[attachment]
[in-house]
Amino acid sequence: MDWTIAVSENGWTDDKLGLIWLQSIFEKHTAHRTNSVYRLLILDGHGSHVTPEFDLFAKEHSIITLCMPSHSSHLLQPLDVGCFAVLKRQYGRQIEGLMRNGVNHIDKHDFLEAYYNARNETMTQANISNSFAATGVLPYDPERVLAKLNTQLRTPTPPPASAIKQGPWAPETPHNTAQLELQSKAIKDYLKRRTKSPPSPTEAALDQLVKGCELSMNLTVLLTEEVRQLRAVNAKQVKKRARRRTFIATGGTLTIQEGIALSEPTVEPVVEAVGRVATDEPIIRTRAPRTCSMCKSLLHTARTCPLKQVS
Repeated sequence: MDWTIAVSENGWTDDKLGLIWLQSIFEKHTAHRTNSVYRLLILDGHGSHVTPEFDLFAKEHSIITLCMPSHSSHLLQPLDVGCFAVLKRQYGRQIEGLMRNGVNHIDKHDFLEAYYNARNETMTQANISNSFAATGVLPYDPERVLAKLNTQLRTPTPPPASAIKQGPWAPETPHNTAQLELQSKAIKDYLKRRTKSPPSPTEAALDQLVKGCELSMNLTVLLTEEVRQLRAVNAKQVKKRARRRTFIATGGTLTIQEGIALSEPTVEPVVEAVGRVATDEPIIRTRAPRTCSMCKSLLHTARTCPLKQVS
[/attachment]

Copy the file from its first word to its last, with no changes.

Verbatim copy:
[in-house]
Amino acid sequence: MDWTIAVSENGWTDDKLGLIWLQSIFEKHTAHRTNSVYRLLILDGHGSHVTPEFDLFAKEHSIITLCMPSHSSHLLQPLDVGCFAVLKRQYGRQIEGLMRNGVNHIDKHDFLEAYYNARNETMTQANISNSFAATGVLPYDPERVLAKLNTQLRTPTPPPASAIKQGPWAPETPHNTAQLELQSKAIKDYLKRRTKSPPSPTEAALDQLVKGCELSMNLTVLLTEEVRQLRAVNAKQVKKRARRRTFIATGGTLTIQEGIALSEPTVEPVVEAVGRVATDEPIIRTRAPRTCSMCKSLLHTARTCPLKQVS
Repeated sequence: MDWTIAVSENGWTDDKLGLIWLQSIFEKHTAHRTNSVYRLLILDGHGSHVTPEFDLFAKEHSIITLCMPSHSSHLLQPLDVGCFAVLKRQYGRQIEGLMRNGVNHIDKHDFLEAYYNARNETMTQANISNSFAATGVLPYDPERVLAKLNTQLRTPTPPPASAIKQGPWAPETPHNTAQLELQSKAIKDYLKRRTKSPPSPTEAALDQLVKGCELSMNLTVLLTEEVRQLRAVNAKQVKKRARRRTFIATGGTLTIQEGIALSEPTVEPVVEAVGRVATDEPIIRTRAPRTCSMCKSLLHTARTCPLKQVS